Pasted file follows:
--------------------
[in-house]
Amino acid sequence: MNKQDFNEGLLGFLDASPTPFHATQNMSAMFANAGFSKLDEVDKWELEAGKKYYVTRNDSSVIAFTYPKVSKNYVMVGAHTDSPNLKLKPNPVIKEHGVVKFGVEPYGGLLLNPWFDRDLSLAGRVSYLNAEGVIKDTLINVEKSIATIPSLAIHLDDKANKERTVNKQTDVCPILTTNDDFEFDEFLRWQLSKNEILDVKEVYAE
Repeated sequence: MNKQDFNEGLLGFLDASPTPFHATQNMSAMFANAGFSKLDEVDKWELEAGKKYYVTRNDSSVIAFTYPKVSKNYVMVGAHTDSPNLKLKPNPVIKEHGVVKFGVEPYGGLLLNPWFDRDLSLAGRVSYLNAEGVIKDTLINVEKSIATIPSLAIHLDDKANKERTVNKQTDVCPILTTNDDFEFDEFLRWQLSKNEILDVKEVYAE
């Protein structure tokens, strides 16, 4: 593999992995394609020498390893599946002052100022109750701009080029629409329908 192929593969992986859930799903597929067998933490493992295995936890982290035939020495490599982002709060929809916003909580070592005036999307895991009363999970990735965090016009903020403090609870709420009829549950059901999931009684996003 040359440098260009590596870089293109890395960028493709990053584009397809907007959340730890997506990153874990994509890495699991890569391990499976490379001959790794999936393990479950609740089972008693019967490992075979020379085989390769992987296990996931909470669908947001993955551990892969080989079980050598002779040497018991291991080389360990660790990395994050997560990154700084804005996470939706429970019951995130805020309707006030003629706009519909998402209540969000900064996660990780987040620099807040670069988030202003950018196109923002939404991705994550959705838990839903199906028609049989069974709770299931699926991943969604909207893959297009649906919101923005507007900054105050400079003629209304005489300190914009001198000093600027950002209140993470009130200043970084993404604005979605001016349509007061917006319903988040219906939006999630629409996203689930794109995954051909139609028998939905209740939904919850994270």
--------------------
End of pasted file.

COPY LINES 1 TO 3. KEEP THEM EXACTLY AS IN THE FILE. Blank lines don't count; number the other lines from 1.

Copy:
[in-house]
Amino acid sequence: MNKQDFNEGLLGFLDASPTPFHATQNMSAMFANAGFSKLDEVDKWELEAGKKYYVTRNDSSVIAFTYPKVSKNYVMVGAHTDSPNLKLKPNPVIKEHGVVKFGVEPYGGLLLNPWFDRDLSLAGRVSYLNAEGVIKDTLINVEKSIATIPSLAIHLDDKANKERTVNKQTDVCPILTTNDDFEFDEFLRWQLSKNEILDVKEVYAE
Repeated sequence: MNKQDFNEGLLGFLDASPTPFHATQNMSAMFANAGFSKLDEVDKWELEAGKKYYVTRNDSSVIAFTYPKVSKNYVMVGAHTDSPNLKLKPNPVIKEHGVVKFGVEPYGGLLLNPWFDRDLSLAGRVSYLNAEGVIKDTLINVEKSIATIPSLAIHLDDKANKERTVNKQTDVCPILTTNDDFEFDEFLRWQLSKNEILDVKEVYAE